Change Analysis Rules

Some states have chosen to implement state-federal "partnership" exchanges, where states manage certain functions and make key decisions based on local market and demographic conditions. For the purposes of this analysis, these partnerships are included with the state exchanges. States with Medicaid expansion that occurred on or after Jan. 1, 2015, were excluded from the "States With Medicaid Expansion and State Exchange/Partnerships" group. For example, Pennsylvania, which manages a state-based exchange but did not enact Medicaid expansion until Jan. 1, 2015, is excluded, while New Hampshire -- which expanded in August 2014 and has been excluded in previous analyses -- qualified for this one. Four states -- North Dakota, New Jersey, Ohio and Arizona -- decided to expand Medicaid without also administering a state-based exchange or partnership, while several others continue to debate expansion. Pennsylvania enacted Medicaid expansion effective Jan. 1, 2015, and Indiana did so on Feb. 1. The District of Columbia, which has expanded Medicaid and has implemented a locally managed exchange, is not included in this analysis.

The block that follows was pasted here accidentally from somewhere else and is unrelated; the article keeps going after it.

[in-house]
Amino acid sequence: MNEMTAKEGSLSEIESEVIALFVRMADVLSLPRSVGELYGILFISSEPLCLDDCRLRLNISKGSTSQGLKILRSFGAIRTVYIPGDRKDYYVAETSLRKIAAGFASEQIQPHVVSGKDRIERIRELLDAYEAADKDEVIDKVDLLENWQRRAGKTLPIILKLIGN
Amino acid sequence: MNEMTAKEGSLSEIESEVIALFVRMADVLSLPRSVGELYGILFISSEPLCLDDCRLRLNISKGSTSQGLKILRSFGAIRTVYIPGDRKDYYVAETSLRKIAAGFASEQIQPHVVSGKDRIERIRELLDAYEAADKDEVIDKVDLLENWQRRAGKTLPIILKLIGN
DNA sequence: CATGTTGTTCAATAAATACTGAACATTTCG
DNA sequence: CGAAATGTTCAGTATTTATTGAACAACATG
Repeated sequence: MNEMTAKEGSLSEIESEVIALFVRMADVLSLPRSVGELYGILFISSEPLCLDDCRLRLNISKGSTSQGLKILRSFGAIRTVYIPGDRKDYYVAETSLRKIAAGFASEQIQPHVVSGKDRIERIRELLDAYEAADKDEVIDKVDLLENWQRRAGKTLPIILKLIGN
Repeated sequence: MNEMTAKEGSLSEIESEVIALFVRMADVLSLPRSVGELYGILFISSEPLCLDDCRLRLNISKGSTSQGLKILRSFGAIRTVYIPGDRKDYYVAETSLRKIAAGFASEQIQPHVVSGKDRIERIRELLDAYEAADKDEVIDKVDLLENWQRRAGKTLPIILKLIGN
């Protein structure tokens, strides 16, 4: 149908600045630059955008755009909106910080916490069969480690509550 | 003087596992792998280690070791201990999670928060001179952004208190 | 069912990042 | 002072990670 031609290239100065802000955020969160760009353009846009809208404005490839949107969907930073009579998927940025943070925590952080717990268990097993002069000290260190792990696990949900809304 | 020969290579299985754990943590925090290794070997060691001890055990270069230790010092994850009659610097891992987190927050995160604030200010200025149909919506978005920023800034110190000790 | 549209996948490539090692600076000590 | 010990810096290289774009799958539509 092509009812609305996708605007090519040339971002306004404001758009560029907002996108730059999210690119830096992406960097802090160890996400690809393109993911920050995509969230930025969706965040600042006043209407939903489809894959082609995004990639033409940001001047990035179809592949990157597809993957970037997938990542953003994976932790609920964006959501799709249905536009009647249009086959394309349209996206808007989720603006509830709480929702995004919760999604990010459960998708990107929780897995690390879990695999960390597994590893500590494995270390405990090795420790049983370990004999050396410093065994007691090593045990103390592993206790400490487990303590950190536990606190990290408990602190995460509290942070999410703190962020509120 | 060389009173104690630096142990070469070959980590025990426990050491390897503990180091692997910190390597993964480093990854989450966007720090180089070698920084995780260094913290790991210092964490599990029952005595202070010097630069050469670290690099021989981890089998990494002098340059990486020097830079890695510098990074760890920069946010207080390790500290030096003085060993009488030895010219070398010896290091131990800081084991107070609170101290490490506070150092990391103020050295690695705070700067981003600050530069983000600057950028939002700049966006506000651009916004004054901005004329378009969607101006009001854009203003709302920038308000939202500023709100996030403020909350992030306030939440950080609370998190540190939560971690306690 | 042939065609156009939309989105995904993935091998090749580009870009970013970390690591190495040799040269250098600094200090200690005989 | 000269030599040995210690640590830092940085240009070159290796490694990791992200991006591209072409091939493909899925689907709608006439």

Survey Methods

Results are based on telephone interviews conducted Jan. 2-Dec. 30, 2013, and Jan. 2-June 30, 2015, as part of the Gallup-Healthways Well-Being Index, with a random sample of 178,072 adults in 2013 and 88,667 adults through the first half of 2015, aged 18 and older, living in all 50 U.S. states and the District of Columbia. The margin of sampling error is ±1 to ±2 percentage points for most states, but climbs as high as ±4 percentage points for 2015 results for states with small populations such as North Dakota, Wyoming, Vermont and Alaska. All reported margins of sampling error include computed design effects for weighting.

Each sample of national adults includes a minimum quota of 50% cellphone respondents and 50% landline respondents, with additional minimum quotas by time zone within region. Landline and cellular telephone numbers are selected using random-digit-dial methods.

Learn more about how the Gallup-Healthways Well-Being Index works.

2015 Midyear Uninsured Rates, by State